A major shift occurred in the way blockchain-based startups are raising funds over the past two years, mainly because the ICO industry had been a structural decline. As we’ve seen in the past, there are multiple reasons to believe the finding profitable ICOs in 2020 is very difficult, so not only investors had been looking for other ventures, but at the same time, new methods to raise capital had been embraced.
ICOs no longer viable based on the latest statistics
Research by MMC Ventures shows that since 2008, more than 2,700 blockchain companies have been created in the United Kingdom alone. For ten years, 91% of them raised capital using Initial Coin Offering. The peak of this trend occurred between January 2017 and December 2019, when companies had managed to raise approximately 1.2 billion Pounds via ICOs.
This funding model had worked as long as entrepreneurs and investors were mainly focused on the token price, rather than the underlying business. The ICO bubble eventually burst and once more than 80% of the tokens were worth less than their ICO listing price, the appetite for new listings had dropped substantially.
At the same time, without a proper regulatory framework, most of the companies turned out to be scams, promising high returns to investors, without a proper business plan to turn into reality what initially was on paper.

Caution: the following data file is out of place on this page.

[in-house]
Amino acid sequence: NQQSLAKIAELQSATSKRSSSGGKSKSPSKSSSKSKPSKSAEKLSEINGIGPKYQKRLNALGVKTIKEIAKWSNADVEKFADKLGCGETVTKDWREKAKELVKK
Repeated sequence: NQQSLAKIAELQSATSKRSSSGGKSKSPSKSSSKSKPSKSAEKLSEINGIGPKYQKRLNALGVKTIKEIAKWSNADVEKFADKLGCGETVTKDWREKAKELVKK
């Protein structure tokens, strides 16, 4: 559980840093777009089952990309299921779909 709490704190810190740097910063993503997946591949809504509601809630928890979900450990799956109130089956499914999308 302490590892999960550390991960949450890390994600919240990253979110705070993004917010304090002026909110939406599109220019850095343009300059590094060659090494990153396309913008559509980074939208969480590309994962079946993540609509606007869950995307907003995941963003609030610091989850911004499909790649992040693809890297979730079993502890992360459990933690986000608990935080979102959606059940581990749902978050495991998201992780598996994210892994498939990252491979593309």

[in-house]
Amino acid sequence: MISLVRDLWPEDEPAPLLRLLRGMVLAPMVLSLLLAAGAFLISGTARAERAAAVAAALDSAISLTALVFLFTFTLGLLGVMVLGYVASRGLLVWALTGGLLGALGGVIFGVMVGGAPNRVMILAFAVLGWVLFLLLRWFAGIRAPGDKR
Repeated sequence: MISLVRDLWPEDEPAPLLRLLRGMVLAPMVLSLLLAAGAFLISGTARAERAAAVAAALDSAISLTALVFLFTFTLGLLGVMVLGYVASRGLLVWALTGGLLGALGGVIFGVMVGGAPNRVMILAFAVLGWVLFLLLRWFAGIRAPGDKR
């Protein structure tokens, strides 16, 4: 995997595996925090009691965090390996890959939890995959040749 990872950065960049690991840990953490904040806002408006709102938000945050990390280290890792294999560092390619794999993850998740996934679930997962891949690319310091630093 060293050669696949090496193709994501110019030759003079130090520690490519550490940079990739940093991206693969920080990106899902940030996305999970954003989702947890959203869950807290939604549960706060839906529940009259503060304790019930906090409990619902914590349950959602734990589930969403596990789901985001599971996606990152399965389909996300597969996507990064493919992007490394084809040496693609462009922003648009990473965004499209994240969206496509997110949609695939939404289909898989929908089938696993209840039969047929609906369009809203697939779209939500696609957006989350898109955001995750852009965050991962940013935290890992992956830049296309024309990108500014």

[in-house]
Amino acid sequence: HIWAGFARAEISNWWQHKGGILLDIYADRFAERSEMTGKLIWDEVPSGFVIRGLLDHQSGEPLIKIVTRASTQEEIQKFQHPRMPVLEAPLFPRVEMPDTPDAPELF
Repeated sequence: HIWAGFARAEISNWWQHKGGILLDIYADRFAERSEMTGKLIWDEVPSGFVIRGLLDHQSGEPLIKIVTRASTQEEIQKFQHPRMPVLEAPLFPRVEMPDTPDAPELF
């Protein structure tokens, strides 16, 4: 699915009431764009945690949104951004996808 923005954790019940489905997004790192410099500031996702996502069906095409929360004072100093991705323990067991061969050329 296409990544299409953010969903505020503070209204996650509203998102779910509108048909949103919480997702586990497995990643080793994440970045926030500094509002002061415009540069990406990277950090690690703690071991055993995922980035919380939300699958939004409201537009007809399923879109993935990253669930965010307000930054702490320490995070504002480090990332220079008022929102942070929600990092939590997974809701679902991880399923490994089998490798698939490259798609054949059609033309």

How blockchain startups raise capital now?
However, since 2019, investors and blockchain companies had shifted from ICOs towards equity funding. The same research mentioned above states that blockchain startups managed to raise approximately 168 million Pounds over the past years. Although the numbers are well below the ICO bubble peak, it is important to note that now resources are being allocated more efficiently and are targeted to fundamental areas of the technology stack.
Traders and investors are still interested in Bitcoin and its rise in valuation, but at the same time, they are investing in blockchain businesses related to supply chain management, media, advertising, and other sectors where the technology can contribute meaningfully.
Considering the broad industry had been going through a transition period of the past two years, there is no surprise blockchain startups had raised less capital from private investors. The loss of confidence generated by the bursting of the ICO bubble had been a major issue to deal with, but now even these companies are shifting towards more traditional methods like equity funding. It provides more trust for investors and at the same time, it can be done in compliance with regulatory requirements.